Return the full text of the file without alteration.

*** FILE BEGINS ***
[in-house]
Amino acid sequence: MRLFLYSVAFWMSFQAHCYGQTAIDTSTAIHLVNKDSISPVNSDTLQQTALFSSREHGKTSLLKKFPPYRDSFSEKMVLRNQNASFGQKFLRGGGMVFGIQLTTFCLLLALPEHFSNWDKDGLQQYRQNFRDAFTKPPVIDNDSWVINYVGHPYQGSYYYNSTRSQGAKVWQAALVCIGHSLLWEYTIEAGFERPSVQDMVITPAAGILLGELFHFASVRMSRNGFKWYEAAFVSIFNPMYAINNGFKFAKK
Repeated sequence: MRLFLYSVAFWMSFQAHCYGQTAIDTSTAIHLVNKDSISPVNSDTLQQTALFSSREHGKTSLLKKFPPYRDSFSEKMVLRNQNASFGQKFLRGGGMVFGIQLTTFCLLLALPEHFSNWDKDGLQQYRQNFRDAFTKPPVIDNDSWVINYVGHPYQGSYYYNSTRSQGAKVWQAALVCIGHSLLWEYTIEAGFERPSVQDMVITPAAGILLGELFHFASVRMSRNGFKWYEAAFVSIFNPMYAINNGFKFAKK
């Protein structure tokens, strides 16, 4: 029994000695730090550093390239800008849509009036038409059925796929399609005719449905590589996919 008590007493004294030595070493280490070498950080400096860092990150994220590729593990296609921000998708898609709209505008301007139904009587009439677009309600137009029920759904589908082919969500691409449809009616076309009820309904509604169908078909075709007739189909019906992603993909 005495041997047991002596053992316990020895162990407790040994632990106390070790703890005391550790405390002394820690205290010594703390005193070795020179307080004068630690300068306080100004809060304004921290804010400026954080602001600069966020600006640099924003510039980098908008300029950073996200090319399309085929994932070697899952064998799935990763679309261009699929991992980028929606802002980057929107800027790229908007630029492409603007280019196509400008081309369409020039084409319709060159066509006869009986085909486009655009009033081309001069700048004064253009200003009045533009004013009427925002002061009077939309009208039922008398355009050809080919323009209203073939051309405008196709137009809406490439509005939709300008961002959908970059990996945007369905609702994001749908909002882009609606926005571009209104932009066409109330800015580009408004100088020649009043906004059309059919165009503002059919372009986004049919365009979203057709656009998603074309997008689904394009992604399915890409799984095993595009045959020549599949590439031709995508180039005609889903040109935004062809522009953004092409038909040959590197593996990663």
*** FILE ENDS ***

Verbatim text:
[in-house]
Amino acid sequence: MRLFLYSVAFWMSFQAHCYGQTAIDTSTAIHLVNKDSISPVNSDTLQQTALFSSREHGKTSLLKKFPPYRDSFSEKMVLRNQNASFGQKFLRGGGMVFGIQLTTFCLLLALPEHFSNWDKDGLQQYRQNFRDAFTKPPVIDNDSWVINYVGHPYQGSYYYNSTRSQGAKVWQAALVCIGHSLLWEYTIEAGFERPSVQDMVITPAAGILLGELFHFASVRMSRNGFKWYEAAFVSIFNPMYAINNGFKFAKK
Repeated sequence: MRLFLYSVAFWMSFQAHCYGQTAIDTSTAIHLVNKDSISPVNSDTLQQTALFSSREHGKTSLLKKFPPYRDSFSEKMVLRNQNASFGQKFLRGGGMVFGIQLTTFCLLLALPEHFSNWDKDGLQQYRQNFRDAFTKPPVIDNDSWVINYVGHPYQGSYYYNSTRSQGAKVWQAALVCIGHSLLWEYTIEAGFERPSVQDMVITPAAGILLGELFHFASVRMSRNGFKWYEAAFVSIFNPMYAINNGFKFAKK
């Protein structure tokens, strides 16, 4: 029994000695730090550093390239800008849509009036038409059925796929399609005719449905590589996919 008590007493004294030595070493280490070498950080400096860092990150994220590729593990296609921000998708898609709209505008301007139904009587009439677009309600137009029920759904589908082919969500691409449809009616076309009820309904509604169908078909075709007739189909019906992603993909 005495041997047991002596053992316990020895162990407790040994632990106390070790703890005391550790405390002394820690205290010594703390005193070795020179307080004068630690300068306080100004809060304004921290804010400026954080602001600069966020600006640099924003510039980098908008300029950073996200090319399309085929994932070697899952064998799935990763679309261009699929991992980028929606802002980057929107800027790229908007630029492409603007280019196509400008081309369409020039084409319709060159066509006869009986085909486009655009009033081309001069700048004064253009200003009045533009004013009427925002002061009077939309009208039922008398355009050809080919323009209203073939051309405008196709137009809406490439509005939709300008961002959908970059990996945007369905609702994001749908909002882009609606926005571009209104932009066409109330800015580009408004100088020649009043906004059309059919165009503002059919372009986004049919365009979203057709656009998603074309997008689904394009992604399915890409799984095993595009045959020549599949590439031709995508180039005609889903040109935004062809522009953004092409038909040959590197593996990663």